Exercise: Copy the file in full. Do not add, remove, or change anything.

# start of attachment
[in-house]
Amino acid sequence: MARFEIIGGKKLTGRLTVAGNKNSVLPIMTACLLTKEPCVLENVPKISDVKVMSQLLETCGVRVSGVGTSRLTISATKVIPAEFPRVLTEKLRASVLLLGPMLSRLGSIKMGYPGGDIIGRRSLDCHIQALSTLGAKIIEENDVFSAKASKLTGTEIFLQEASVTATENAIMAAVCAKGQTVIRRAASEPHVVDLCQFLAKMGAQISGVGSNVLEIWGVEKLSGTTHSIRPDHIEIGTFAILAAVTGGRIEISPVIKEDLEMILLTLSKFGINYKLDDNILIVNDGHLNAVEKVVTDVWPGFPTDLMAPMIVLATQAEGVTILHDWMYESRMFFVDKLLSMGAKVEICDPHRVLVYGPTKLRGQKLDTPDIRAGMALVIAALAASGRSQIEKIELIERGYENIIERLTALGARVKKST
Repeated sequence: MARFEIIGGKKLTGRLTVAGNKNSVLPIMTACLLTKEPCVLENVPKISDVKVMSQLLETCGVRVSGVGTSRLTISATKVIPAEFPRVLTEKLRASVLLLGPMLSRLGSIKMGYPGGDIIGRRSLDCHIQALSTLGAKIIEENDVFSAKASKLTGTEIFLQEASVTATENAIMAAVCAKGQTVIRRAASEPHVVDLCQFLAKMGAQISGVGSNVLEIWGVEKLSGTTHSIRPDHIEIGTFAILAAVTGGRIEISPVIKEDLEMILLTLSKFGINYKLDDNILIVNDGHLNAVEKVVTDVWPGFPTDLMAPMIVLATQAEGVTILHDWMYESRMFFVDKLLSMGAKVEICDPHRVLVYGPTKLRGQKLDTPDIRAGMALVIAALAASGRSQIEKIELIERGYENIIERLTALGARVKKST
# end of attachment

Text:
[in-house]
Amino acid sequence: MARFEIIGGKKLTGRLTVAGNKNSVLPIMTACLLTKEPCVLENVPKISDVKVMSQLLETCGVRVSGVGTSRLTISATKVIPAEFPRVLTEKLRASVLLLGPMLSRLGSIKMGYPGGDIIGRRSLDCHIQALSTLGAKIIEENDVFSAKASKLTGTEIFLQEASVTATENAIMAAVCAKGQTVIRRAASEPHVVDLCQFLAKMGAQISGVGSNVLEIWGVEKLSGTTHSIRPDHIEIGTFAILAAVTGGRIEISPVIKEDLEMILLTLSKFGINYKLDDNILIVNDGHLNAVEKVVTDVWPGFPTDLMAPMIVLATQAEGVTILHDWMYESRMFFVDKLLSMGAKVEICDPHRVLVYGPTKLRGQKLDTPDIRAGMALVIAALAASGRSQIEKIELIERGYENIIERLTALGARVKKST
Repeated sequence: MARFEIIGGKKLTGRLTVAGNKNSVLPIMTACLLTKEPCVLENVPKISDVKVMSQLLETCGVRVSGVGTSRLTISATKVIPAEFPRVLTEKLRASVLLLGPMLSRLGSIKMGYPGGDIIGRRSLDCHIQALSTLGAKIIEENDVFSAKASKLTGTEIFLQEASVTATENAIMAAVCAKGQTVIRRAASEPHVVDLCQFLAKMGAQISGVGSNVLEIWGVEKLSGTTHSIRPDHIEIGTFAILAAVTGGRIEISPVIKEDLEMILLTLSKFGINYKLDDNILIVNDGHLNAVEKVVTDVWPGFPTDLMAPMIVLATQAEGVTILHDWMYESRMFFVDKLLSMGAKVEICDPHRVLVYGPTKLRGQKLDTPDIRAGMALVIAALAASGRSQIEKIELIERGYENIIERLTALGARVKKST